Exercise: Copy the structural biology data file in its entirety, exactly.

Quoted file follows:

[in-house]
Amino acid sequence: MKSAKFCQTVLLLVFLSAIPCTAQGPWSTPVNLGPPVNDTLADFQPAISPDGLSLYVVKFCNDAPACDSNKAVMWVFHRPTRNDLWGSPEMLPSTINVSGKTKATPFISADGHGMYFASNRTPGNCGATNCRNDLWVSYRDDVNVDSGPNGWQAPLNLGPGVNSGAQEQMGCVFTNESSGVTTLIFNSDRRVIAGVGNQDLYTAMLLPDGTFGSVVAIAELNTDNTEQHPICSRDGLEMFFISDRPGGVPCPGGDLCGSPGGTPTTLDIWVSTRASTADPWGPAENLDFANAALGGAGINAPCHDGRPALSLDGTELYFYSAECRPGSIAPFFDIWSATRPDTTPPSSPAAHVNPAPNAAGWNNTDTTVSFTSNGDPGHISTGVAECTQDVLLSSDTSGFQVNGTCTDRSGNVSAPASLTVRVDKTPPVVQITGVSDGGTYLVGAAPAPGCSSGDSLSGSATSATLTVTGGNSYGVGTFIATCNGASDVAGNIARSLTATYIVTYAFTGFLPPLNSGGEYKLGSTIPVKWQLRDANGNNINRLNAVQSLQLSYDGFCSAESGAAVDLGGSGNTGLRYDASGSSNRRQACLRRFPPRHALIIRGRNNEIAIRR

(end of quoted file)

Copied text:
[in-house]
Amino acid sequence: MKSAKFCQTVLLLVFLSAIPCTAQGPWSTPVNLGPPVNDTLADFQPAISPDGLSLYVVKFCNDAPACDSNKAVMWVFHRPTRNDLWGSPEMLPSTINVSGKTKATPFISADGHGMYFASNRTPGNCGATNCRNDLWVSYRDDVNVDSGPNGWQAPLNLGPGVNSGAQEQMGCVFTNESSGVTTLIFNSDRRVIAGVGNQDLYTAMLLPDGTFGSVVAIAELNTDNTEQHPICSRDGLEMFFISDRPGGVPCPGGDLCGSPGGTPTTLDIWVSTRASTADPWGPAENLDFANAALGGAGINAPCHDGRPALSLDGTELYFYSAECRPGSIAPFFDIWSATRPDTTPPSSPAAHVNPAPNAAGWNNTDTTVSFTSNGDPGHISTGVAECTQDVLLSSDTSGFQVNGTCTDRSGNVSAPASLTVRVDKTPPVVQITGVSDGGTYLVGAAPAPGCSSGDSLSGSATSATLTVTGGNSYGVGTFIATCNGASDVAGNIARSLTATYIVTYAFTGFLPPLNSGGEYKLGSTIPVKWQLRDANGNNINRLNAVQSLQLSYDGFCSAESGAAVDLGGSGNTGLRYDASGSSNRRQACLRRFPPRHALIIRGRNNEIAIRR